“I don’t believe that even a private operator could make a profit unless it had all of the trains, not just a competitive selection. Even then, it probably wouldn’t earn enough money to do things like make major bridge replacements and other capital replacements.”

Ironically, the corridor’s congestion might work against a privatized venture. Obtaining rights of way and laying additional tracks would be costly, if not impossible.

“The northeast corridor has limited capacity, and it is currently at or near its limit,” O’Toole said. “For a competitor to add a new train, Amtrak would have to give one up. It isn’t like a bus operator who would share highway lanes with other buses and cars.”

In fact, Amtrak’s Acela train cannot sustain its advertised 125-mph speeds because of rail-line congestion and station stops.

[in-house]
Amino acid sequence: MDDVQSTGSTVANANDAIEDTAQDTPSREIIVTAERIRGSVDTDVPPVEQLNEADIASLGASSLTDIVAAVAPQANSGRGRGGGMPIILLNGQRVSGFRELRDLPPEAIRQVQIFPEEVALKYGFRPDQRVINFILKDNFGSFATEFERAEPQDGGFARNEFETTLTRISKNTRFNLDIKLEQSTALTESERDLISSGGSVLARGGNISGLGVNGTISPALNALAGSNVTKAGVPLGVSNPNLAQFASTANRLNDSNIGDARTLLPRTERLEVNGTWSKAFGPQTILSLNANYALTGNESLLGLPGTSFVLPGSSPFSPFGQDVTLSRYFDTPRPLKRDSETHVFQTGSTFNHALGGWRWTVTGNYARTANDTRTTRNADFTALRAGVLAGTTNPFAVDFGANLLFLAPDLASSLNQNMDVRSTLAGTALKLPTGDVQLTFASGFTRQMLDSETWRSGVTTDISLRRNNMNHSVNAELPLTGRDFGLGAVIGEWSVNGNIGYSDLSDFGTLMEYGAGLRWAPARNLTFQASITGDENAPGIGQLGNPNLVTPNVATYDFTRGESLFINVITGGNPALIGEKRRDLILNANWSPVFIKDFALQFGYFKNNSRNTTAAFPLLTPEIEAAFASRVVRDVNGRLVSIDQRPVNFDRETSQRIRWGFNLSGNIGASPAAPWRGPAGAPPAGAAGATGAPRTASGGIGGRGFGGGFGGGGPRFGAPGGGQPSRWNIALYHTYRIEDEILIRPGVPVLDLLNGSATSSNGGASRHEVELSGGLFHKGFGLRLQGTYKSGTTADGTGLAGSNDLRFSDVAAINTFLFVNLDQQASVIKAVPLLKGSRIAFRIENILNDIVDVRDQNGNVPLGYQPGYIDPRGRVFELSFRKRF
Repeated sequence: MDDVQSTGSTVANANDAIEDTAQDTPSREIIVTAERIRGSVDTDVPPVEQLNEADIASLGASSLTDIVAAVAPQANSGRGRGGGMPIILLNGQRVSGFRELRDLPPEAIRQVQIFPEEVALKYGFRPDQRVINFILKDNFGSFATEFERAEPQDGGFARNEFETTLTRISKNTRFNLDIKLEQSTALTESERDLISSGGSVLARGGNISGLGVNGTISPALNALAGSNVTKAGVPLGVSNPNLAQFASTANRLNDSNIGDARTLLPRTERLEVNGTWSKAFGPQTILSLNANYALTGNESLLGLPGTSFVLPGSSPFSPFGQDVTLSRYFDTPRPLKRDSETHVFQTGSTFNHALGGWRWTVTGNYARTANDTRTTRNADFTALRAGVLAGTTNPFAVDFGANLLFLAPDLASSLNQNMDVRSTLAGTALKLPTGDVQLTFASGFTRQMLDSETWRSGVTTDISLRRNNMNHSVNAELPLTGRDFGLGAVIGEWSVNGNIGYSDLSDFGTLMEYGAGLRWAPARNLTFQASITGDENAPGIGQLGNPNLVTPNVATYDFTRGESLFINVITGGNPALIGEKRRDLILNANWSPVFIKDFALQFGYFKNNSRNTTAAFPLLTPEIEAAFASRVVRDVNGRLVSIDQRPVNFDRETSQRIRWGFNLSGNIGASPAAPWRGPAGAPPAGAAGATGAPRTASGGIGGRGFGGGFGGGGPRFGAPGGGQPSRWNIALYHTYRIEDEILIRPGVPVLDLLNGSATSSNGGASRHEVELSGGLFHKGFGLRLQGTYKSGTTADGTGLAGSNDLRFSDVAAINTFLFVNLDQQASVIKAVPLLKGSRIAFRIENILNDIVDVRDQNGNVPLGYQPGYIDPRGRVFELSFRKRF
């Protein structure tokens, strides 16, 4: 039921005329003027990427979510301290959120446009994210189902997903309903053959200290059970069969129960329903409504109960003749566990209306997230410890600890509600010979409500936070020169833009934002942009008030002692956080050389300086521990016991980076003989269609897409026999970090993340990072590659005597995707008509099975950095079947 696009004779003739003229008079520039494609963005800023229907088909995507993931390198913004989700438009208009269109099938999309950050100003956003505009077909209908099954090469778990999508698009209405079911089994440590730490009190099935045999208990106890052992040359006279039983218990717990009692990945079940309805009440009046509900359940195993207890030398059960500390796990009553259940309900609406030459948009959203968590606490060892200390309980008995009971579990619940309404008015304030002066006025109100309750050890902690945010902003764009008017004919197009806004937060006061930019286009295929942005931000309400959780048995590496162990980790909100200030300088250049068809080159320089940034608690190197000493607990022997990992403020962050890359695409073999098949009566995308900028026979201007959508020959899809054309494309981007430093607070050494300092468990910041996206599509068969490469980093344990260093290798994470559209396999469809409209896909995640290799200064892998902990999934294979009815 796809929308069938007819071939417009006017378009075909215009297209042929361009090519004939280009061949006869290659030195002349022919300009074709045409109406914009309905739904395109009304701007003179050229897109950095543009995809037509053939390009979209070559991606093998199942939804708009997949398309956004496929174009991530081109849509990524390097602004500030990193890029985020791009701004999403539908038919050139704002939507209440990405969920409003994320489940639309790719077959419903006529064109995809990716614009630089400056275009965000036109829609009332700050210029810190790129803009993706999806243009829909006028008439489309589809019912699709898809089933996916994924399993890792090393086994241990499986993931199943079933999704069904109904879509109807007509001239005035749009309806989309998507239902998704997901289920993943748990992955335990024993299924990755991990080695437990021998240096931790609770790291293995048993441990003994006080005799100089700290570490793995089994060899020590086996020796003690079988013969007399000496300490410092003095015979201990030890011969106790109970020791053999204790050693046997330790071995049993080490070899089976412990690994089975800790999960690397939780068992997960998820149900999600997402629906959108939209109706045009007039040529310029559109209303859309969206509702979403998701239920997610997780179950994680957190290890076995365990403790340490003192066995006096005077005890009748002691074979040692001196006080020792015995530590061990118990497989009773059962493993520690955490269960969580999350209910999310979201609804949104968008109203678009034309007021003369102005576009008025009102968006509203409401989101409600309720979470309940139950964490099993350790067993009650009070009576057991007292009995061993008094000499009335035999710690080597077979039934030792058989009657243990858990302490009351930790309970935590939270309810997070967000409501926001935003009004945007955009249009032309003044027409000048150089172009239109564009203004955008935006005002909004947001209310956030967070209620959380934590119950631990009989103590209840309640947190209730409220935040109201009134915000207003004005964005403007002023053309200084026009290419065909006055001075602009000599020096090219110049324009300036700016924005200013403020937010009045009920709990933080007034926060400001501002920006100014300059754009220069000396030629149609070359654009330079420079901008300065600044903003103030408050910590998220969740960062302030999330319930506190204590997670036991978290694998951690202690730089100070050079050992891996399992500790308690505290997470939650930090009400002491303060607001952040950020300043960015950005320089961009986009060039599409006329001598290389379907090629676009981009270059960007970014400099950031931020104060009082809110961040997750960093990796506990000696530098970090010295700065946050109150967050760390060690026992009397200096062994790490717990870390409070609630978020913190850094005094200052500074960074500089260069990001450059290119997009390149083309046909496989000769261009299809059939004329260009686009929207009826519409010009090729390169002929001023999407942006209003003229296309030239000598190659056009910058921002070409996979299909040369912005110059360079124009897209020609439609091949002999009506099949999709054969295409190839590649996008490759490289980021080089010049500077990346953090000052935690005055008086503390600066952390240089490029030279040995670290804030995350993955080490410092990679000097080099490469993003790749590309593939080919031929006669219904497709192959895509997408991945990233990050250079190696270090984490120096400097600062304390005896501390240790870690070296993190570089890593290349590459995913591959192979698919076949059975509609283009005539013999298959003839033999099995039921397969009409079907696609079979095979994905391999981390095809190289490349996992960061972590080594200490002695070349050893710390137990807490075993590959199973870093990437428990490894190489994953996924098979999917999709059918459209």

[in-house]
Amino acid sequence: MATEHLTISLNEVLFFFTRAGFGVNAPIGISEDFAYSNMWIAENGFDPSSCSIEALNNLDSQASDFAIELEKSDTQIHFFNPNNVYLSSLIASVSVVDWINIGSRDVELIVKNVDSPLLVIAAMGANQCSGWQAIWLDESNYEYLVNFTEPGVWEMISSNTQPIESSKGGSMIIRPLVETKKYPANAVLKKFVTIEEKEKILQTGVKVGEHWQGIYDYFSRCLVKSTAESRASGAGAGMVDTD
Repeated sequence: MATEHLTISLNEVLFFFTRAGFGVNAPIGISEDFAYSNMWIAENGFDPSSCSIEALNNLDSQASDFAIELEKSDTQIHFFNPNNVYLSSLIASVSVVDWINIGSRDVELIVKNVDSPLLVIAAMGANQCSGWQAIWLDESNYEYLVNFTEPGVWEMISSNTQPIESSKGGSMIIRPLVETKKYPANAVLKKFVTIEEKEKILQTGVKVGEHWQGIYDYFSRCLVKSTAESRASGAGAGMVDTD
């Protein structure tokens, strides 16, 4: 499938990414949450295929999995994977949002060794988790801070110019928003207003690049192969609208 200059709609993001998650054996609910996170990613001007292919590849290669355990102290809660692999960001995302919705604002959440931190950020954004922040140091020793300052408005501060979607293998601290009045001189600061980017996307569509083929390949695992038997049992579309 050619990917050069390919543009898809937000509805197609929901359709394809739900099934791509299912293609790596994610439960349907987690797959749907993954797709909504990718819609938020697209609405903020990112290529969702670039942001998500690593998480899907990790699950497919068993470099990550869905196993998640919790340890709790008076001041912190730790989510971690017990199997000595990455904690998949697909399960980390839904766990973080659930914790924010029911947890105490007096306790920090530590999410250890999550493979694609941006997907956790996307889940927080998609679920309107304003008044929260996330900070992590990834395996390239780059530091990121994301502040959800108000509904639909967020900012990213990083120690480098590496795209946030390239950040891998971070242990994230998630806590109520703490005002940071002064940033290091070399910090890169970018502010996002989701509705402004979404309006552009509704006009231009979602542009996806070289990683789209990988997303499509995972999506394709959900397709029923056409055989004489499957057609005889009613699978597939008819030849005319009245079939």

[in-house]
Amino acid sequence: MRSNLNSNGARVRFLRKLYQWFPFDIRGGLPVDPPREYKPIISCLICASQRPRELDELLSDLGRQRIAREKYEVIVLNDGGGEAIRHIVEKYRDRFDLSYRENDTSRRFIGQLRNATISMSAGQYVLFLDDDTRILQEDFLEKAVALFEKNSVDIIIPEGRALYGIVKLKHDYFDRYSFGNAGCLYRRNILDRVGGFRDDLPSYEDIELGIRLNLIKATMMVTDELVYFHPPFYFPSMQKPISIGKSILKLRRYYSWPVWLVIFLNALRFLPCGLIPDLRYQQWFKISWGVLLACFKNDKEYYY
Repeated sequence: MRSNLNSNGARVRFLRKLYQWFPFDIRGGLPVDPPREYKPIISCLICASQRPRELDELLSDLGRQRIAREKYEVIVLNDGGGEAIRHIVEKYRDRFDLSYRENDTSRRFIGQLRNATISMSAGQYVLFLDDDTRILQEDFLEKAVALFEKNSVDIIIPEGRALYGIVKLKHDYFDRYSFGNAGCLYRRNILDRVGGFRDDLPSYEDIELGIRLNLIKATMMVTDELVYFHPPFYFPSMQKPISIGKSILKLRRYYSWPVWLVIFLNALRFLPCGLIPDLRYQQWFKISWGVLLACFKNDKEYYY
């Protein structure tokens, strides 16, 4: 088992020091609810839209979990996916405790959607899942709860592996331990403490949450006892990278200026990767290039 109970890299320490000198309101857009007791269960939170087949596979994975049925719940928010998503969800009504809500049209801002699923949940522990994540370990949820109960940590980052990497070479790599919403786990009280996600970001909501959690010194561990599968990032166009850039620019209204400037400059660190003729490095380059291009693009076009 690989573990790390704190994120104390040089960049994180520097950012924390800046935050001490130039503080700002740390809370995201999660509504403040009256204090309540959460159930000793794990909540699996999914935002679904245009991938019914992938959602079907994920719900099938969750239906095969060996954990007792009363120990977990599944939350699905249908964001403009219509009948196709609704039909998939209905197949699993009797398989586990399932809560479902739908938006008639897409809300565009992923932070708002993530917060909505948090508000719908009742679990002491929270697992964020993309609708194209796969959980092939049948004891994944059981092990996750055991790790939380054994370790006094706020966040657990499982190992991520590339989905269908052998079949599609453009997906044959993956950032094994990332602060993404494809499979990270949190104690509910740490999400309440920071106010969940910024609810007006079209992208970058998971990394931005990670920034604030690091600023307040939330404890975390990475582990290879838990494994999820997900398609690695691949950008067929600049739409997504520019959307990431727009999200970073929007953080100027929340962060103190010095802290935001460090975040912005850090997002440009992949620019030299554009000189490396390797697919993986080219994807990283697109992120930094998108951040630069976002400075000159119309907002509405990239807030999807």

Most damaging to Mica’s vision is what O’Toole calls the veteran congressman’s “sop to the unions.” The Floridian’s proposal would require any private competitor to “guarantee the same wages, benefits and retirement as Amtrak.”

“This greatly reduces the ability of private operators to earn a profit,” O’Toole said, dismissing the notion that outside investment could enhance commuter, freight and Amtrak service itself.

The Cato transit expert agrees that as the most heavily traveled section of the United States, the D.C.-Boston route offers the best prospect for making money.

“I agree with Mica that private operators could save money and make near-profitable forms of transportation into truly profitable forms. But I don’t believe the northeast corridor is that close to being profitable, and I do believe that having multiple operators won’t work,” he said.

O’Toole pointed to a failed privatization effort in England.

“Britain tried it with one private operator managing the infrastructure and one or more running the trains. It didn’t work. The private infrastructure operator wasn’t able to earn enough to keep it in a state of good repair,” O’Toole said.

Mica, former chairman of the House Transportation Committee and current chairman of the Transportation and Public Assets Subcommittee, did not respond to Watchdog.org’s interview request.